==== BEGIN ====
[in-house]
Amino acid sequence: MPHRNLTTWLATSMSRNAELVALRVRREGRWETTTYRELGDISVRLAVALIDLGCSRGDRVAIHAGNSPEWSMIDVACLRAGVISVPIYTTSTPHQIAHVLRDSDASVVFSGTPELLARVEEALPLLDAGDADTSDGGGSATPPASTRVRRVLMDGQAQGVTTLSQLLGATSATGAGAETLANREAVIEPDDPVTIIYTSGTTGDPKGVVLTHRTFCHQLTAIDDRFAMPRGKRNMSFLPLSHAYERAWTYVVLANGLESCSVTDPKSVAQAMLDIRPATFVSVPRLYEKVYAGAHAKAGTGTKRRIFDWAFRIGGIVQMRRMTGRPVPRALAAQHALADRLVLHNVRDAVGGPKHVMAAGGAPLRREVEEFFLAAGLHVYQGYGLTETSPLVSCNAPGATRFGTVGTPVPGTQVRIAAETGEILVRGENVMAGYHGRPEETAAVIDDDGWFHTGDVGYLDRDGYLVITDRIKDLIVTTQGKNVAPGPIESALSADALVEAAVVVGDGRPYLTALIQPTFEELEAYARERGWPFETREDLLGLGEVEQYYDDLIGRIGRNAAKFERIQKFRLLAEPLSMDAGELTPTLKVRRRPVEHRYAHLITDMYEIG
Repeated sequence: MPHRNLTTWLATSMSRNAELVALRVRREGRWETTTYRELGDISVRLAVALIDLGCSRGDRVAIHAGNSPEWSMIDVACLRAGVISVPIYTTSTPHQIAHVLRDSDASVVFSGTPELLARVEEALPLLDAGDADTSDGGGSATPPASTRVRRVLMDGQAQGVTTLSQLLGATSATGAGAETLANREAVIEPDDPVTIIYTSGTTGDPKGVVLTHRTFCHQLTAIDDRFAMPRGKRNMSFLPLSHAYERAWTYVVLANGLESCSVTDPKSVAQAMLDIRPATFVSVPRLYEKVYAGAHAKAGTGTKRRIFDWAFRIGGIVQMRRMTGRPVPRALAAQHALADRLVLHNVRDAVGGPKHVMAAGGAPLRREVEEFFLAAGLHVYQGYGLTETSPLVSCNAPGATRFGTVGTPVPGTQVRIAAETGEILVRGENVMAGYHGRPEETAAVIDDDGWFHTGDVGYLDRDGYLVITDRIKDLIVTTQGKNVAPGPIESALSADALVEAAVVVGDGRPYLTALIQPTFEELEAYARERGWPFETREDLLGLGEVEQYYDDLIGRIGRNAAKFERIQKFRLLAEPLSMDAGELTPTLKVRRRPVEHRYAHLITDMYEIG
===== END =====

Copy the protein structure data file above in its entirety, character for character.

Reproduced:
[in-house]
Amino acid sequence: MPHRNLTTWLATSMSRNAELVALRVRREGRWETTTYRELGDISVRLAVALIDLGCSRGDRVAIHAGNSPEWSMIDVACLRAGVISVPIYTTSTPHQIAHVLRDSDASVVFSGTPELLARVEEALPLLDAGDADTSDGGGSATPPASTRVRRVLMDGQAQGVTTLSQLLGATSATGAGAETLANREAVIEPDDPVTIIYTSGTTGDPKGVVLTHRTFCHQLTAIDDRFAMPRGKRNMSFLPLSHAYERAWTYVVLANGLESCSVTDPKSVAQAMLDIRPATFVSVPRLYEKVYAGAHAKAGTGTKRRIFDWAFRIGGIVQMRRMTGRPVPRALAAQHALADRLVLHNVRDAVGGPKHVMAAGGAPLRREVEEFFLAAGLHVYQGYGLTETSPLVSCNAPGATRFGTVGTPVPGTQVRIAAETGEILVRGENVMAGYHGRPEETAAVIDDDGWFHTGDVGYLDRDGYLVITDRIKDLIVTTQGKNVAPGPIESALSADALVEAAVVVGDGRPYLTALIQPTFEELEAYARERGWPFETREDLLGLGEVEQYYDDLIGRIGRNAAKFERIQKFRLLAEPLSMDAGELTPTLKVRRRPVEHRYAHLITDMYEIG
Repeated sequence: MPHRNLTTWLATSMSRNAELVALRVRREGRWETTTYRELGDISVRLAVALIDLGCSRGDRVAIHAGNSPEWSMIDVACLRAGVISVPIYTTSTPHQIAHVLRDSDASVVFSGTPELLARVEEALPLLDAGDADTSDGGGSATPPASTRVRRVLMDGQAQGVTTLSQLLGATSATGAGAETLANREAVIEPDDPVTIIYTSGTTGDPKGVVLTHRTFCHQLTAIDDRFAMPRGKRNMSFLPLSHAYERAWTYVVLANGLESCSVTDPKSVAQAMLDIRPATFVSVPRLYEKVYAGAHAKAGTGTKRRIFDWAFRIGGIVQMRRMTGRPVPRALAAQHALADRLVLHNVRDAVGGPKHVMAAGGAPLRREVEEFFLAAGLHVYQGYGLTETSPLVSCNAPGATRFGTVGTPVPGTQVRIAAETGEILVRGENVMAGYHGRPEETAAVIDDDGWFHTGDVGYLDRDGYLVITDRIKDLIVTTQGKNVAPGPIESALSADALVEAAVVVGDGRPYLTALIQPTFEELEAYARERGWPFETREDLLGLGEVEQYYDDLIGRIGRNAAKFERIQKFRLLAEPLSMDAGELTPTLKVRRRPVEHRYAHLITDMYEIG